A: "I caught a couple games when I was real young, but a lot of times Little League would interfere, especially in our town. So I didn't catch too many games, but I've always been hearing about it. And then you see the movie 'Summer Catch' and you'll hear about it and go, 'Oh, that's right down the street from me, that'd be cool to play there some day'.
Q: Do you think about the Major Leaguers that have come through here, and the allure of the league?
A: "A lot of people say this is the last step before you make it to the minors for a lot of people. So thinking about it that way, it's really cool. It puts a lot of pressure on you, though, to try and...It's a scout's league, so you have to do your best, and just show off what you've basically. But at the same time, stay within yourself, and not let all the pressure get to you. Joe Carter at the Home Run Derby, he probably gave me the best advice -- to make it to the next level, everything's mental, because everybody has similar talents at this level, so it's all in your head."
Q: Building on that, talk about your experience in Omaha at the Home Run Derby.
A: "Oh, they treated us awesome, I couldn't have expected anything more. I had a king size bed, I had a jaccuzzi in my room and everything. It was an unbelievable experience, they were real nice to everybody. The fans loved it. Omaha just lives for baseball. I think there were 22,400 fans -- that's a rough number, but it was around that -- easily the biggest crowd that I've ever played in front of.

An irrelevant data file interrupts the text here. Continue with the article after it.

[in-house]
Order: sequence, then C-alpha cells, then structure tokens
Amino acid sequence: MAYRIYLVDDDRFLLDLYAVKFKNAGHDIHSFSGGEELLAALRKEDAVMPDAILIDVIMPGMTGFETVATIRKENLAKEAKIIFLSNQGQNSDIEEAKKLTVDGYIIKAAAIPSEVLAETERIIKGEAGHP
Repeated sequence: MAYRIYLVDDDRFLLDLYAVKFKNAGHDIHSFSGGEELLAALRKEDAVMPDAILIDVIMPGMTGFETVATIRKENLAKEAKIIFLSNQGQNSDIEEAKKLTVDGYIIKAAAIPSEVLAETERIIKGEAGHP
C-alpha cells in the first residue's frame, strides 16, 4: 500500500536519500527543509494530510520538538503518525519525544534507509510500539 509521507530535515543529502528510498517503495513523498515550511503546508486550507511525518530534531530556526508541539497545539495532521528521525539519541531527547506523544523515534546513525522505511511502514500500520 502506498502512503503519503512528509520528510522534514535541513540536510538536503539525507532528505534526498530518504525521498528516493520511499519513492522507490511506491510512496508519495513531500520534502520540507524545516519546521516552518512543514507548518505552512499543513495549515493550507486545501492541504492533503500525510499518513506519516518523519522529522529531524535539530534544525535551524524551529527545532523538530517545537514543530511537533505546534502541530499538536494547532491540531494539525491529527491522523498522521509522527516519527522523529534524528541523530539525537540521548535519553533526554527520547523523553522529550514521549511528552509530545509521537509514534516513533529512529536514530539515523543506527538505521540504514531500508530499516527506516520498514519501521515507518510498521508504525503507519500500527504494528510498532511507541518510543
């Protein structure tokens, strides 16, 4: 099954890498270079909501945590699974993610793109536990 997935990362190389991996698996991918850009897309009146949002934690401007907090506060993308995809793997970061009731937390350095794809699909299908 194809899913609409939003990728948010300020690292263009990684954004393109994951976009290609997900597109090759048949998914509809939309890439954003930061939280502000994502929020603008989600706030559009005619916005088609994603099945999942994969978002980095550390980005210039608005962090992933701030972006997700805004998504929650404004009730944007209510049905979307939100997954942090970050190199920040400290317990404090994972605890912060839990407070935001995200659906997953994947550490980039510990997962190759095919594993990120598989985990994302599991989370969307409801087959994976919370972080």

"It's also different because, instead of having the whole team out there, and thinking they're probably watching someone else -- no, all 22,400 are staring at you. And you don't have the safety of the turtle or anything, it's just completely different out there hitting. It's a rush. You get those butterflies, and for me once I got that first ball out, it's almost like, now I can loosen up and get it going."
Q: What was more rewarding for you at BC High -- winning two state championships in baseball, or winning a Super Bowl in football?
A: "That's a tough one. I don't know if I can separate the two. Honestly, I might have to say football because it was only the second or third time in school history that it's ever been done. In baseball, we were expected to go pretty far, and football it wasn't seen quite the same way. And then the hype for the football games, it builds up all to that one game. I can't really say, because either way all that dedication, all of your work goes into all three of those championships."
Q: Peter Hughes redshirted you for your first year at Virginia Tech. Was it just getting acclimated to year-round baseball?
A: "Yeah, it was that, and like you were talking about with the football question, I was very raw. My sophomore year of high school, I thought I was going to play football, so I didn't play summer baseball at all. I just worked on hitting the weight room, getting as big as I could as fast as I could, and it helped me in football but made me a raw but natural talent for baseball. When I got to college, after seeing pitching here -- Northern pitching isn't as good as Southern, because they can do everything all year round.